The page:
The university can not request attendance sweepingly in it examination regulations, as a verdict by the administrative court (Verwaltungsgerichtshof) Baden-Würtenberg said in 2017 (file reference Az.: 9 S 1145/16). A spokesperson highlighted, that the verdict refered to legal position on constitutional level, thus giving it federal significance.
Nevermind that, you could agree to make the list of attendance disappear or stay away collectively. Furthermore we refer to the point “being ill” down below.
Situation for employees
Regardless if you are an apprentice or have a part- or full-time job, you are affected by the strike laws – and in germany these aren’t made for those you want to withdraw their labour to improve social conditions apart from collective agreements.
Basic Law for the Federal Republic of Germany §9 (3) is the foundation of german union and strike laws. It says: “The right to form associations to safeguard and improve working and economic conditions shall be guaranteed to every individual and to every occupation or profession. Agreements that restrict or seek to impair this right shall be null and void; measures directed to this end shall be unlawful. Measures taken pursuant to Article 12a, to paragraphs (2) and (3) of Article 35, to paragraph (4) of Article 87a, or to Article 91 may not be directed against industrial disputes engaged in by associations within the meaning of the first sentence of this paragraph in order to safeguard and improve working and economic conditions.”
Basically, that’s it what is cast in legal form, regarding unions and strike. The legislative gap has been and is influenced by judicial legal interpretation. Usually orientating on NS-legal positions, they aim on minimizing loss of labour and profits by suing workers on strike or trade unions. Thus, severely cutting the democratic potential of influence in comparrison to other countries, the german economy keeps the locational advantage and puts pressure on german workers as well as on colleagues in other states (e.g. demands by french businesses and conservatives).
Insofar a legal strike for better education isn’t possible, as long it isn’t about specific regulations regarding e.g. working hours, retirement or wages.
Allowed to strike is only who has been invoked by a union (you do not have to be member of said union). A union which invoks a strike not aiming to reach a so called “collective agreement” (regarding conditions as listed above) can be existence threateningly fined. Meanwhile vague criteria as “ability to reach a collective agreement” and laws as “Tarifseinheitsgesetz” are putting a spoke in the wheel of small unions.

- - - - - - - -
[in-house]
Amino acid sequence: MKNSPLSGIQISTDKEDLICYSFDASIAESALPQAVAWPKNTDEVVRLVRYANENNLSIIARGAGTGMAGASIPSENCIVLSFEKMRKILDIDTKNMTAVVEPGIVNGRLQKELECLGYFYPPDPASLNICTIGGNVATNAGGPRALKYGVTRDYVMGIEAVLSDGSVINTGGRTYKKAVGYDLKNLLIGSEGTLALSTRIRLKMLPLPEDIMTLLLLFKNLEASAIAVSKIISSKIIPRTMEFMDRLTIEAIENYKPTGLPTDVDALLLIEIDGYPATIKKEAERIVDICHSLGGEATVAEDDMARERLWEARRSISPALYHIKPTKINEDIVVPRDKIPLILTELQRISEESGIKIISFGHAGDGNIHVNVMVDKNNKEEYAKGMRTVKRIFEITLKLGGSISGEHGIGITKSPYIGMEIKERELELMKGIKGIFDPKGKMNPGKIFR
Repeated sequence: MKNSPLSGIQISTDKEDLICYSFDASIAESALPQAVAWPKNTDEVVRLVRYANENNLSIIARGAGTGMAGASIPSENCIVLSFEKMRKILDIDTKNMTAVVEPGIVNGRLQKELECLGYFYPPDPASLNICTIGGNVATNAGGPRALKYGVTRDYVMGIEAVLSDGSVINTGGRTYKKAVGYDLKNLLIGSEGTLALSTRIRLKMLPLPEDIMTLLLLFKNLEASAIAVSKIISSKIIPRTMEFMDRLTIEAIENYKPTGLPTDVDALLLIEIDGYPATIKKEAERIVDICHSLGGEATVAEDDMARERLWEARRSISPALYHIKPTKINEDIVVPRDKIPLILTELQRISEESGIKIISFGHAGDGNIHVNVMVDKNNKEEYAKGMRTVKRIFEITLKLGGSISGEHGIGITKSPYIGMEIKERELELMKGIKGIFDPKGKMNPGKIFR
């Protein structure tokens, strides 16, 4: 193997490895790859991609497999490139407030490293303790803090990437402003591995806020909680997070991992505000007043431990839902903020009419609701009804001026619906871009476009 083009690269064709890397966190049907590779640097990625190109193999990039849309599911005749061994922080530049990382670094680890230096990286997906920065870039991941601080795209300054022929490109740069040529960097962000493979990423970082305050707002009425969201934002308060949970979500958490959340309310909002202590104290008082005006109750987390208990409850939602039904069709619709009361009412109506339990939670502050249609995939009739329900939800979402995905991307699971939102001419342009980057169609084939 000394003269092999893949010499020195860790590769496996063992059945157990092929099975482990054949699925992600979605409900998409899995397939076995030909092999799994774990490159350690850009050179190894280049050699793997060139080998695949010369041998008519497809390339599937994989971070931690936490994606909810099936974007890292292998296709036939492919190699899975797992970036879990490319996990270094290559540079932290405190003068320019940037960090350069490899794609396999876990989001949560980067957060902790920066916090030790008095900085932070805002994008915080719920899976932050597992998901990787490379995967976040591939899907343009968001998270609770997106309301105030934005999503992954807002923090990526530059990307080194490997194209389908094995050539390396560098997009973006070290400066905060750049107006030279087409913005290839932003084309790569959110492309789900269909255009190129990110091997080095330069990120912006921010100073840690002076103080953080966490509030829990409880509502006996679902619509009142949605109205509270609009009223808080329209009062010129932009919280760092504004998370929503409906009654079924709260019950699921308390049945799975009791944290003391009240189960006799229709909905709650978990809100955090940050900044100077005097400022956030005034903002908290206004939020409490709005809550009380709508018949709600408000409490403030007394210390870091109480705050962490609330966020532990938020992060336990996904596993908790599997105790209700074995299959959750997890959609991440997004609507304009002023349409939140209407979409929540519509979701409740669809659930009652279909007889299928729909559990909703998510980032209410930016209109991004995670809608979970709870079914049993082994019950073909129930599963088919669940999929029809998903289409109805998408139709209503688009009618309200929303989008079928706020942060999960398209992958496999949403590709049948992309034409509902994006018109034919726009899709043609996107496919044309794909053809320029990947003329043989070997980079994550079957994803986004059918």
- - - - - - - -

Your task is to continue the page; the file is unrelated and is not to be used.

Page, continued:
Yes and no! On the one hand it is a risk for unions to invoke political strike and it requires determination and mutual solidarity. On the other hand judicial assessment often cites “public opinion”, which would mean that they had to bow to plentifully practiced political strike.
By the way: your boss can’t fire you immediately if you are absent without excuse. There has to be at least one valid written warning previously.
Dare the public civil disobediance, practice politcal strike and risk fines or being fired. However this option enables you to sue your way up to European Court of Justice and oblige german courts to change their rulings.
This step has to be prepared well in coordination with colleagues, supporters, labour attorneys and an assisting union.
Argue convincingly for closing the workplace among your colleagues. This most likely is an option for small businesses with leftleaning employees or worker-owned collectives.
see down below
Situation for freelancers
Often freelance work just blurs wages below the minimum, social insurance fraud commited by the employer or the illegitimate dismantling of labour rights. Nevertheless your legal position in the case of education strike is convenient. Since you’re an entrepreneur in applicable law you’re at liberty not to work this day and to encourage colleagues to do as well.
Careful though with long-term cooperation agreements. You should check beforehand if you could face a contractual penalty.
Being sick (or pretending to be sick)
Precarious work and education makes you sick. This is shown in several researches. Possibly you will become sick just on the day of strike. If you would like to know, what that could be, perhaps you can find help on this website:
http://www.krankheit-simulieren.de/krank-machen/ (in German)
Often a medical certificate has to be given to your employer only after three days of illness. These agreements can vary individually. Sometimes it could be from the first day of your illness. Take a look at your contract or in case you are a student take a look at your study regulations. The exact cause of your illness is your private thing. There is no obligation to tell anyone about it.
Do you have to stay home if you are ill?
If you are ill at the day of strike it doesn´t mean you have to stay at home. You only have to behave in a way that you can get healthy soon. So it depends on your diagnosis. For example someone who is getting sick because of stress in school or at work or someone who has depression or something like burn-out definitly has to be on sick leave. Simultaneously being with nice people in the fresh air can be helpful.
Of course there can be conflicts about such things. This is unlikely if you are not recognizable. But be careful. At demonstrations in Germany you must not be completly hooded/mummed. Your face must be shown. Perhaps sunglasses, not typical clothing style or a wig can help.